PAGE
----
Nick Cave & Warren Ellis’s Carnage reviewed

Read MOJO's verdict on Nick Cave's surprise lockdown album.

Cave & Ellis

by Grayson Haver Currin |

NICK CAVE IS NOT shy about the fellow feeling he shares with Warren Ellis. When the multi-instrumental Ellis first played with The Bad Seeds in the early ’90s, he was just starting life alongside The Dirty Three. Cave spotted in Ellis a ceaseless swirl of ideas and inspirations, leading to Ellis’s near quarter-century as a Bad Seed, a string of scores together, and an enduring bond with the famously fractious songwriter. “There is a certain sanctity in this friendship in that it has traversed all manner of troubles,” Cave wrote in his Red Hand Files in 2018. “When one of us is in trouble, the other comes a-running.”

Has this year of quarantine, social upheaval, and prevailing unease been anything if not trouble? Cave and Ellis ran toward each other, it seems, ruminating on the headlines, and writing and recording their first studio album as a pair while in the throes of lockdown. The eight-song result, Carnage (Goliath Records LTD), is a jarring and gorgeous reminder that our suffering is neither new nor negligible, or, as Cave growls during the gothic paroxysm Old Time, that “history has dragged us down to our knees.” Yet, no matter how tired we are of cancelled plans or the humdrum view from our window, we keep reaching for the sanctity of friendship, for the promise of anything better than now.

Despite the limited line-up, the palette of Carnage feels familiar from 2019’s harrowing Ghosteen – throbbing electronics, abrasive strings, warped voices, occasional lullabies. The title track is a world-weary tone poem, its minimalist lurch repeating “like a raincloud that keeps circling overhead.” With its woozy synthesizers, somnolent strings, and tired croon, the balladic Albuquerque laments our homebound existence, looking for escape and romance in our dreams.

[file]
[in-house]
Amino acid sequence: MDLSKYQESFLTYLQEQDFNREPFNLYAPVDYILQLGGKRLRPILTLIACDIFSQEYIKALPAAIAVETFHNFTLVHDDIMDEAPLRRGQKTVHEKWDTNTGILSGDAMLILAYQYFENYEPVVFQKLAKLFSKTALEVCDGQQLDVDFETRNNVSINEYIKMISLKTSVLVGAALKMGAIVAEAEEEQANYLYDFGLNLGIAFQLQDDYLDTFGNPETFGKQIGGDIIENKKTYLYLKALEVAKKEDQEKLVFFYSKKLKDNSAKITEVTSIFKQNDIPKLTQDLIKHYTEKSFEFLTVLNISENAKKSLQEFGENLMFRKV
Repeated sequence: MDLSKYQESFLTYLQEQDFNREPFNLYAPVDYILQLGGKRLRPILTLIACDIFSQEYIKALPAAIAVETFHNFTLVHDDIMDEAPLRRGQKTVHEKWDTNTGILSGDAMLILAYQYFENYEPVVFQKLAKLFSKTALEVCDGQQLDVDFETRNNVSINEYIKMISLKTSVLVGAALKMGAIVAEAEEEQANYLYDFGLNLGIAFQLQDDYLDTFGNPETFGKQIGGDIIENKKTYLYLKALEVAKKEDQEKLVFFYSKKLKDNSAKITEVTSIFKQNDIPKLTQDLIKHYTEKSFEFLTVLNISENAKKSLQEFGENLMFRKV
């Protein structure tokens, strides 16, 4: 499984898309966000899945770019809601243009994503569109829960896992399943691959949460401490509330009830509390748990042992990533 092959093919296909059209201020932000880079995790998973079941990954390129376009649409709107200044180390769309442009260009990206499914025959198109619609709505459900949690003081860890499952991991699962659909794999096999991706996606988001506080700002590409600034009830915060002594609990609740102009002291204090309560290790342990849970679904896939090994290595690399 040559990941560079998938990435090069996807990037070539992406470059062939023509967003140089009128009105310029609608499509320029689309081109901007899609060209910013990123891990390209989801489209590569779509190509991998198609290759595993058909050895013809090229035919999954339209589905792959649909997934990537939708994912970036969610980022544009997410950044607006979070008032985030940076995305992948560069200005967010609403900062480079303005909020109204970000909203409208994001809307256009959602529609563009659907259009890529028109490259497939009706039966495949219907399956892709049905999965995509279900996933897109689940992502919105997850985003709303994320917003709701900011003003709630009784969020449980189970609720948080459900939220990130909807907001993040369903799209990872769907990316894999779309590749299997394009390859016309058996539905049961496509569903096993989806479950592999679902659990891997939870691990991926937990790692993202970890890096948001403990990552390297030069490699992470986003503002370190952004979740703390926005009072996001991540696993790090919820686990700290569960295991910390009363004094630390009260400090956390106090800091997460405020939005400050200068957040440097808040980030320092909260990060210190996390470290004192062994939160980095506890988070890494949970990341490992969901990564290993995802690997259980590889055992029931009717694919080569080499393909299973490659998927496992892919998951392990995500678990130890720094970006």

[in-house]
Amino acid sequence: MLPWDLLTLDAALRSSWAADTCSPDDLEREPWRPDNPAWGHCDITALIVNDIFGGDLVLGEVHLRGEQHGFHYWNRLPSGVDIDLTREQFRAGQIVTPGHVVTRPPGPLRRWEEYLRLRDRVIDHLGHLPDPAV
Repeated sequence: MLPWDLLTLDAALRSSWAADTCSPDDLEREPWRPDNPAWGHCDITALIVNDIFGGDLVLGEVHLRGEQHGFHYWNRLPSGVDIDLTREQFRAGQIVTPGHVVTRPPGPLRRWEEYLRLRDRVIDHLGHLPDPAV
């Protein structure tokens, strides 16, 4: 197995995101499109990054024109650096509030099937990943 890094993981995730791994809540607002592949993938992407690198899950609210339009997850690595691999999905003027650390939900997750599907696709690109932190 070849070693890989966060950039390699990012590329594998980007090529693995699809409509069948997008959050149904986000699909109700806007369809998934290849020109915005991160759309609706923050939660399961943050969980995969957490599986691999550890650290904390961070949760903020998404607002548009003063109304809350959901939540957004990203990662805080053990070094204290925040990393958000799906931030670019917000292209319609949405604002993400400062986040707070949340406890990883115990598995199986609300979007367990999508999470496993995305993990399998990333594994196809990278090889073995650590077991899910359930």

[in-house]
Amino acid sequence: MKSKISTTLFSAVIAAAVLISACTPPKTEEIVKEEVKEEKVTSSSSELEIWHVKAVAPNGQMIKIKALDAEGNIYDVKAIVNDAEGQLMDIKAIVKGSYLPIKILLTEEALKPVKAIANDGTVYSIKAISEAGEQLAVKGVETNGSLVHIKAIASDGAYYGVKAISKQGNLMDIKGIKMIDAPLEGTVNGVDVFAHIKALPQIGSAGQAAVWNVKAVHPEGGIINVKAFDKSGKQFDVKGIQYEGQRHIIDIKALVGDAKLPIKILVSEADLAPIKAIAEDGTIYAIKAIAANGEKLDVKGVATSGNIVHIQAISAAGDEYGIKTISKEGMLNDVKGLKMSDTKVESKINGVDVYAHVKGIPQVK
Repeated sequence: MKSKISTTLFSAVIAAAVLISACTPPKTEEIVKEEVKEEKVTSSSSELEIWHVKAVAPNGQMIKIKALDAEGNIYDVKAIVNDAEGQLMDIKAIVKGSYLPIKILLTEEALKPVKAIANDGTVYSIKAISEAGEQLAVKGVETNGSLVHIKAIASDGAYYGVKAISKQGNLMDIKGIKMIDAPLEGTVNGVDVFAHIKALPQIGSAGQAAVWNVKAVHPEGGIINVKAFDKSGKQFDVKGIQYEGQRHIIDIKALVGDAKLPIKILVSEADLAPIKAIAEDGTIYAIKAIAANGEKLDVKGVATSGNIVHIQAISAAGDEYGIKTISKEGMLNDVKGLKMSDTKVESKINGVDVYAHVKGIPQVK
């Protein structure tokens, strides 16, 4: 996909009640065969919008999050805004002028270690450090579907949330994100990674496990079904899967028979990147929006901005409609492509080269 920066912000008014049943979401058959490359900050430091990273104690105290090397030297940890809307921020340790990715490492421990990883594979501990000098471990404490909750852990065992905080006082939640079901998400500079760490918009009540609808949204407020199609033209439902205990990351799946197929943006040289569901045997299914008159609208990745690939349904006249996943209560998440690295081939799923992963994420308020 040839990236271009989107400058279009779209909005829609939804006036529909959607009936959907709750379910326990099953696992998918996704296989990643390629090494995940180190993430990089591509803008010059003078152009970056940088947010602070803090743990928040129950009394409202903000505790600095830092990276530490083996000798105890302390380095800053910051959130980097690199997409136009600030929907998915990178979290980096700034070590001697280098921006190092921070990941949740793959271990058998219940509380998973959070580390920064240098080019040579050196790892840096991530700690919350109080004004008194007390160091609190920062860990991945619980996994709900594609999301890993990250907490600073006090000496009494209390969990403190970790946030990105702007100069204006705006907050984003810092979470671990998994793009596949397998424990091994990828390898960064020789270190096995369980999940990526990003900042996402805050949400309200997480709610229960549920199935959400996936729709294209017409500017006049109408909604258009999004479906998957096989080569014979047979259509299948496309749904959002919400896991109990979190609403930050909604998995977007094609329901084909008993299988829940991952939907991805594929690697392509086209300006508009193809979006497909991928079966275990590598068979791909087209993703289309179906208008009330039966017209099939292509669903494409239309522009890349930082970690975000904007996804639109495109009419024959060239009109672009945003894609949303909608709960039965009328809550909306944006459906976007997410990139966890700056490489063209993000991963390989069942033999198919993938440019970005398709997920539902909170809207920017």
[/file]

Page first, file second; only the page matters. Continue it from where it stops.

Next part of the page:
Carnage sleeve

But the true power of Carnage comes when the pair puncture those clouds. Cave enters demented Pentecostal mode for Scattered Ground, his anguished voice trying to will him into being whole. In the back half of the seething White Elephant, Cave and a gospel choir reach for redemption: “We’re all coming home/For a while,” they assure us, jubilant with the word.

More than clashing sonics or soaring hymns or pervasive anxiety (and the quest to overcome it), the quality that best defines Carnage might be Cave’s reckoning with the unknown, or his recognition of the unknowable. “There are some people trying to find out who/There are some people trying to find out why,” he mutters, over Ellis’s inquisitive drone. “What am I to believe?” he sighs, to start the finale.

Indeed, what should you make of the fallen statue uttering the last words of George Floyd in White Elephant only to be kicked into the sea, or the violent “Botticelli Venus with a penis” one verse later? And to what do you cling when everyone has vanished, perhaps including you, as in Lavender Fields? In their case, at least, you run to each other, in hopes of making any sense of any of this.

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